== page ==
Bill Calvani, grocery manager of Rebecca’s Natural Food in Charlottesville, Va.
We started a gluten-free section after getting a request from a customer. We have an 18-foot section of dry goods and two freezer doors of gluten-free products. About six years ago, I started changing the gluten-free products we carry and updating as newer items became available. We’re now considered a vanguard for gluten-free products in our community. It has definitely been successful. We’ve received a lot of word-of-mouth publicity in the gluten-free community.
Lynn Ertle, owner of Curt’s Old Country Store in Crestone, Colo.
A lot of our customers come in looking for gluten free. Whether it’s in our bread or cereal section, we find it best to integrate the gluten-free products into the store and have shelf tags saying they are gluten free.
Kathy Navis, president of Greens ’N Grains in Egg Harbor, Wis.
We have a gluten-free section and a gluten-free freezer section. It seems that our gluten-free customers are only looking for gluten-free products; they’re not all into natural foods. They don’t want to go shelf by shelf or shop the rest of the store. The gluten-free sections just make it easier for them. We also have some products that are integrated that are for regular consumers, as well as gluten free, and they have markers on them that say so.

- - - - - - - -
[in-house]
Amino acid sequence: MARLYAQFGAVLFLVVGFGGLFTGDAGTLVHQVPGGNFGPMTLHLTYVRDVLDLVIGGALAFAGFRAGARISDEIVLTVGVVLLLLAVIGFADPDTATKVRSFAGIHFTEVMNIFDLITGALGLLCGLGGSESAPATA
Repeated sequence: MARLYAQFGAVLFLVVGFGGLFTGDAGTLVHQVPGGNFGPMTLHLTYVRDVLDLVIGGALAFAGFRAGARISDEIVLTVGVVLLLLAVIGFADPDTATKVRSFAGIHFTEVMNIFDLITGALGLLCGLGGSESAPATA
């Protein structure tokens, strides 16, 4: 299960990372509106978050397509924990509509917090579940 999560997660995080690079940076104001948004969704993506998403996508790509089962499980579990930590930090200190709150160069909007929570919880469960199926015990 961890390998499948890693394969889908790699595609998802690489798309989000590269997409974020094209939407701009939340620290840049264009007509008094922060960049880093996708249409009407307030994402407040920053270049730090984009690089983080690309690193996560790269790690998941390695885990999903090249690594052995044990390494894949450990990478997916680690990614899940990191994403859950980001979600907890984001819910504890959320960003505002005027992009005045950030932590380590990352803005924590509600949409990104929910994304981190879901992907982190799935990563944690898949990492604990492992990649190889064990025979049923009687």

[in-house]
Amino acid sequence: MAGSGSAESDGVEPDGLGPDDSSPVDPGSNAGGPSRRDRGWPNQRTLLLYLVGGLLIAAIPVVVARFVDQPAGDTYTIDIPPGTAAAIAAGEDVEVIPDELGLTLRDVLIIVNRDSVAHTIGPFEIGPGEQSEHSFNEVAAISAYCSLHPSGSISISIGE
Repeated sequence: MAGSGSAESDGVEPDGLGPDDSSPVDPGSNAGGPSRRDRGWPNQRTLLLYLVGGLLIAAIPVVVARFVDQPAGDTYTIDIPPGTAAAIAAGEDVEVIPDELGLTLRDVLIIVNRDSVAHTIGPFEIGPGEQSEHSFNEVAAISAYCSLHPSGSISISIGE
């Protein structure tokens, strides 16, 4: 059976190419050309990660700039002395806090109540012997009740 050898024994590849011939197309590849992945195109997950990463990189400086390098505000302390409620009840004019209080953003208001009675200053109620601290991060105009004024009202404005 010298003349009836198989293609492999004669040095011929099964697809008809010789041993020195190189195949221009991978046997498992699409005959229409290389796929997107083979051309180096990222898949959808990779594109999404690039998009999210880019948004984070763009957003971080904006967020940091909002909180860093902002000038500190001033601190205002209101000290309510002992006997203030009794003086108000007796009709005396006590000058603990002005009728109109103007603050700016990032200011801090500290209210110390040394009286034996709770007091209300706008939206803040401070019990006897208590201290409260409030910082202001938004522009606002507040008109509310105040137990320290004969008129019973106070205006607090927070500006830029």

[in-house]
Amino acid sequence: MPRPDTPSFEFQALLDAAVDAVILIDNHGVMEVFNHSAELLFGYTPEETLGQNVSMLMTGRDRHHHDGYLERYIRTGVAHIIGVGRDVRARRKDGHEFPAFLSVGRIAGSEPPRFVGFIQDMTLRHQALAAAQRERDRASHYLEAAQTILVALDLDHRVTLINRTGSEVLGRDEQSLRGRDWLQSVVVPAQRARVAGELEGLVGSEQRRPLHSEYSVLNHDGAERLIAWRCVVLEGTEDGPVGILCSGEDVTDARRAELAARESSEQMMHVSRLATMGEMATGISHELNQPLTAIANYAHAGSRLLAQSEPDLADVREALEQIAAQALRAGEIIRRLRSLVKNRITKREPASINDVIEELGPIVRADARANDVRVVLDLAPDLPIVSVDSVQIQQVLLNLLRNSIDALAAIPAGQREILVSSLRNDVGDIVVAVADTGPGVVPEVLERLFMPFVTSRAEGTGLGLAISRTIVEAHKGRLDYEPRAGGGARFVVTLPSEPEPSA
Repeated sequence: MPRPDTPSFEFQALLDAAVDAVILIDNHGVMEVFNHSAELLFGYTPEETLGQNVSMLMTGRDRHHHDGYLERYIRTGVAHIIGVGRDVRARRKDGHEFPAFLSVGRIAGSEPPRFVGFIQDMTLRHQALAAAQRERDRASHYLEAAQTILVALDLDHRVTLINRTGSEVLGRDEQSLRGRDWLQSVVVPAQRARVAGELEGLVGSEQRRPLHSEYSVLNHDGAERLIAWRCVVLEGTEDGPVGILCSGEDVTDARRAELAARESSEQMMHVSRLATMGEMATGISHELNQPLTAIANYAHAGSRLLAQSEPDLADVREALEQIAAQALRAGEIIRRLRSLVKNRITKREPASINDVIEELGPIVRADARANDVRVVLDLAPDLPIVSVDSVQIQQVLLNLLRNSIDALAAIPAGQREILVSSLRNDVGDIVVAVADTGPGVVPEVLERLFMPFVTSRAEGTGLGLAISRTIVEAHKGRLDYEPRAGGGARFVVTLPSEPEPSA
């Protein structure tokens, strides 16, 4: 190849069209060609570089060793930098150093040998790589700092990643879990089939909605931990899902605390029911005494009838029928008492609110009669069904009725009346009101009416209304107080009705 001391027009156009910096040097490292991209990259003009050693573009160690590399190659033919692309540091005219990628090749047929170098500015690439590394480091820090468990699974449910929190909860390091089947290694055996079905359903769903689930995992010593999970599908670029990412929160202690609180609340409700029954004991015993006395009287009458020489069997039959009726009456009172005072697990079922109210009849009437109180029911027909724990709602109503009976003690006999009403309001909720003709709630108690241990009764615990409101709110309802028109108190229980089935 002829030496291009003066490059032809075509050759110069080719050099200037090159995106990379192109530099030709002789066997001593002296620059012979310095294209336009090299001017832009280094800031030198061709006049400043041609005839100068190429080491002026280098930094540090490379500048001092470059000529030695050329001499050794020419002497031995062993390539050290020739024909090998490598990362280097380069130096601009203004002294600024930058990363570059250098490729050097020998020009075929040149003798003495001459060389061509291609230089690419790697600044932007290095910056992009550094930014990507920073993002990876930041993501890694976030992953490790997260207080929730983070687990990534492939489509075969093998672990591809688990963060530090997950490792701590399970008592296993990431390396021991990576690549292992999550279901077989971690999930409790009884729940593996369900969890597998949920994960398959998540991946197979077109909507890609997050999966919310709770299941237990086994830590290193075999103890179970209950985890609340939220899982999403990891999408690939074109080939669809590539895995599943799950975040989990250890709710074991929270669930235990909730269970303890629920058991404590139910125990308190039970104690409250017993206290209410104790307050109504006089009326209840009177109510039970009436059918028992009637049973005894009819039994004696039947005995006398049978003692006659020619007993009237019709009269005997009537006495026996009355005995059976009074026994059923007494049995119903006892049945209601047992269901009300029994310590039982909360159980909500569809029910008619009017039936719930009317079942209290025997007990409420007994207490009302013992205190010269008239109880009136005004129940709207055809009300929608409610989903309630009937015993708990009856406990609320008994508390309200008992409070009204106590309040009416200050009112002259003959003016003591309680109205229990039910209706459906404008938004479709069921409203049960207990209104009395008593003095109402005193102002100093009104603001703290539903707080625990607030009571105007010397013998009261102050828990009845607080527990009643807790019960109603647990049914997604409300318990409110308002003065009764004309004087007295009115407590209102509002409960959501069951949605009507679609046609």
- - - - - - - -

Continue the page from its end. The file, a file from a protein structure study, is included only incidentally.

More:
Mike Asher, general manager of Rollin’ Oats in St. Petersburg, Fla.
“We have gluten-free sections integrated throughout our store. This has worked well, especially for the smaller size of our store. We’re also doing a lot of gluten-free events for kids and celiac groups. It’s been a pretty big focus for us this year. As a company and a store, we try to offer quite a bit of information about gluten free.”